Modern developer Issue 4: My SQL toolbox

SQL is such a basic and useful language but the underlying thinking is non-intuitive when you come from imperative languages like Java, Ruby and similar.
SQL is centered around sets and operations on them. The straight forward solution might not be the best one.


Let’s say we need the maximum value in a certain set. Easy:

select max(value) from table

But what if we need the row with the maximum value? Just adding the other columns won’t work since aggregations only work with other aggregations and group bys. Joining with the same table may be straight forward but better is to not do any joins:

select * from (select * from table order by value desc) where rownum<=1

Group by and having

Even duplicate values can be found without joining:

select value from table group by value having count(*) > 1

Grouping is a powerful operation in SQL land:

select max(value), TO_CHAR(time, 'YYYY-MM') from table group by TO_CHAR(time, 'YYYY-MM')

Finding us the maximum value in each month.

Mapping with outer joins

SQL is also good for calculations. Say we have one table with values and one with a mapping like a precalculated log table. Joining both gets the log of each of your values:

select t.value, log.y from table t left outer join log_table log on t.value=log.x

Simple calculations

We can even use a linear interpolation between two values. Say we have only the function values stored for integers but we values between them and these values between them can be interpolated linearly.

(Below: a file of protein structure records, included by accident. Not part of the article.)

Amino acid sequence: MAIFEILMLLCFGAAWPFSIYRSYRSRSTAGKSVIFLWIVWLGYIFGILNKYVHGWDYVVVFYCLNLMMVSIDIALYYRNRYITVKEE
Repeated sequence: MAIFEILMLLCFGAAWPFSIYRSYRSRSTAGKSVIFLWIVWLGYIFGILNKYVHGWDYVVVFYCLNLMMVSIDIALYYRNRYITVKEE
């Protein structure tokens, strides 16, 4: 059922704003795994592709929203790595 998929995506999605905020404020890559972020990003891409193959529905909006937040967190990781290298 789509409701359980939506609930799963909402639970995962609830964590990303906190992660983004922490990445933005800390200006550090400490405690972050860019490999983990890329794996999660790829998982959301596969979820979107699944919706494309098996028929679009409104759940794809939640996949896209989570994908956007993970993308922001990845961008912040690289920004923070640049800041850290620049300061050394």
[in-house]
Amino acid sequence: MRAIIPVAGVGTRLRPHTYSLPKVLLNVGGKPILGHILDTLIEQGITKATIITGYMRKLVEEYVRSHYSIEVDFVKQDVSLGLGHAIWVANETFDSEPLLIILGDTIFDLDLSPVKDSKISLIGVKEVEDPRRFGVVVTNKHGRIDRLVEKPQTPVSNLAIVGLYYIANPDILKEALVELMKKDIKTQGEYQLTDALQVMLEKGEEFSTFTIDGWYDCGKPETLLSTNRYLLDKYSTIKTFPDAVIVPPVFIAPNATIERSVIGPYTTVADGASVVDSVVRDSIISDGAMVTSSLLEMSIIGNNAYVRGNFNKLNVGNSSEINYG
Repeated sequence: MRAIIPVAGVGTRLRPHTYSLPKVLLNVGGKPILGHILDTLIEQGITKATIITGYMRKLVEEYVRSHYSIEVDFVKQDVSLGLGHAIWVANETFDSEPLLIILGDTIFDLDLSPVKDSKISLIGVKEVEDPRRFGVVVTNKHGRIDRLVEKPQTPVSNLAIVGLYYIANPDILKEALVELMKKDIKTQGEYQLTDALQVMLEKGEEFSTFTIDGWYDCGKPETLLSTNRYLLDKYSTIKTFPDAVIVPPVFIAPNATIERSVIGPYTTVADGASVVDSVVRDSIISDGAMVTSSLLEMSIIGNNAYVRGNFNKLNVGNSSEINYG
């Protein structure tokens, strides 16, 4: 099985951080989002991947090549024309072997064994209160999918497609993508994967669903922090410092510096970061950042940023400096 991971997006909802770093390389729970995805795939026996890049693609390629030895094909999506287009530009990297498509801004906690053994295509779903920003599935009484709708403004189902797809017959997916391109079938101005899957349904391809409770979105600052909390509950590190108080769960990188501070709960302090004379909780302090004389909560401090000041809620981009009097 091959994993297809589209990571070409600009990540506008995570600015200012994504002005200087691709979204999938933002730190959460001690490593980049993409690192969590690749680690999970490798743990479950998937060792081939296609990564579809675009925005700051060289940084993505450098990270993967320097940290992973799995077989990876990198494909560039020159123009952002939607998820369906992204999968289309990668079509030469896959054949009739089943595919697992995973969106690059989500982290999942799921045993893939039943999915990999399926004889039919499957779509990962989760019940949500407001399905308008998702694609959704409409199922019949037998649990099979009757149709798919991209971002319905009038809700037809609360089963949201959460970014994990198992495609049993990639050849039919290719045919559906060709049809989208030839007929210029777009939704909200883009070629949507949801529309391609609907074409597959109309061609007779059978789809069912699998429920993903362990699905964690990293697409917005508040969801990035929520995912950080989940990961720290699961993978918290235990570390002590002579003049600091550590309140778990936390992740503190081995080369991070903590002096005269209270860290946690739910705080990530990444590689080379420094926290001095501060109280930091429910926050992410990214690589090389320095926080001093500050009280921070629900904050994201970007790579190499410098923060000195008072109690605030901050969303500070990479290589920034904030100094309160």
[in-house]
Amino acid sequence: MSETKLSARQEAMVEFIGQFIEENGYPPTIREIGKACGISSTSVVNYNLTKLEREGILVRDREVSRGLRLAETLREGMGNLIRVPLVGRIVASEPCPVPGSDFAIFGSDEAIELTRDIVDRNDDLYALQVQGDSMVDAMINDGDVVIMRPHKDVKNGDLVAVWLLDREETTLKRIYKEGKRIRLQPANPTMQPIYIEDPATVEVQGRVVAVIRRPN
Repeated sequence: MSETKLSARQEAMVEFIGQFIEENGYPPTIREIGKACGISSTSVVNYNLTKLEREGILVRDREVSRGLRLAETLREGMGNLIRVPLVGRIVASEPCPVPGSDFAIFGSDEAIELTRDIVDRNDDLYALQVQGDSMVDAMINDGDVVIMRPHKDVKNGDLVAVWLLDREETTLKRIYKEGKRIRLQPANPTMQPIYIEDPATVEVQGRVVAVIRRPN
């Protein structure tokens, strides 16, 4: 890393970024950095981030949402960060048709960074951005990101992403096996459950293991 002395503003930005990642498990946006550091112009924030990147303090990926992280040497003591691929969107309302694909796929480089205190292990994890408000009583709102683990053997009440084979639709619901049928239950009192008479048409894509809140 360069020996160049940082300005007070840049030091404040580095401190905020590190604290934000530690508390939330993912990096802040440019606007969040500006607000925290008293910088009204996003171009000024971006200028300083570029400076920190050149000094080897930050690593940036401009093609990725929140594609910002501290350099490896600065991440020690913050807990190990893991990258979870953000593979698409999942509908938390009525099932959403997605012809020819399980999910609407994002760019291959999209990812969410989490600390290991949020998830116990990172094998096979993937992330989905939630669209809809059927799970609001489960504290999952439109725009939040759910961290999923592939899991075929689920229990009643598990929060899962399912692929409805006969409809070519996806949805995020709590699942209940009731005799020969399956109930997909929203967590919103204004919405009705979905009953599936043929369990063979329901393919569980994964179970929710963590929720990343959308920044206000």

select t.value, (t.value-floor(t.value))*f.y + (ceil(t.value)-t.value)*g.y from table t left outer join function_table f on floor(t.value)=f.x left outer join function_table g on ceil(t.value)=g.x

When you need to calculate for large sets of values and insert them into another table it might be better to calculate in SQL and insert in one step without all the conversion and wrapping stuff present in programming languages.


Another often overlooked feature is to use a condition:

select case when MOD(t.value, 2) = 0 then 'divisible by 2' else 'not divisible by 2' end from table t

These handful operations are my basic toolbox when working with SQL, almost all queries I need can be formulated with them.

Dates and timestamps

One last reminder: when you work with time always specify the wanted time zone in your query.

It’s only Cores and Caches but I like it

759px-amd_am5x86_dieMost of our software development economy is based on a simple promise: The computing power (or “performance”) of a common computer will double every two years. This promise accompanied us for 40 years now, a time during which our computers got monitors, acquired harddisks and provided RAM beyond the 640 kB that was enough for nobody. In the more recent years, we don’t operate systems with one CPU, but four, eight or even twelve of them. So it came as a great irritation when ten years ago, Herb Sutter predicted that “The free lunch is over” and even Gordon Moore, the originator of Moore’s Law that forms the basis of our simple promise said that it will only hold true for ten to fiveteen more years. Or, in other words, until today.


That’s a bit unsettling, to say the least, and should be motivation enough to have a good look at everything we are doing. Intel, the biggest manufacturer of CPUs for computers, has indicated earlier this year that Moore’s Law cannot be fulfilled any longer. So, the free lunch is really over. And it turns out to have some hidden costs. One cost is a certain complacency, the conviction that things will continue to be as they were and that coding styles chiseled over years and decades hold an inherent value of experience.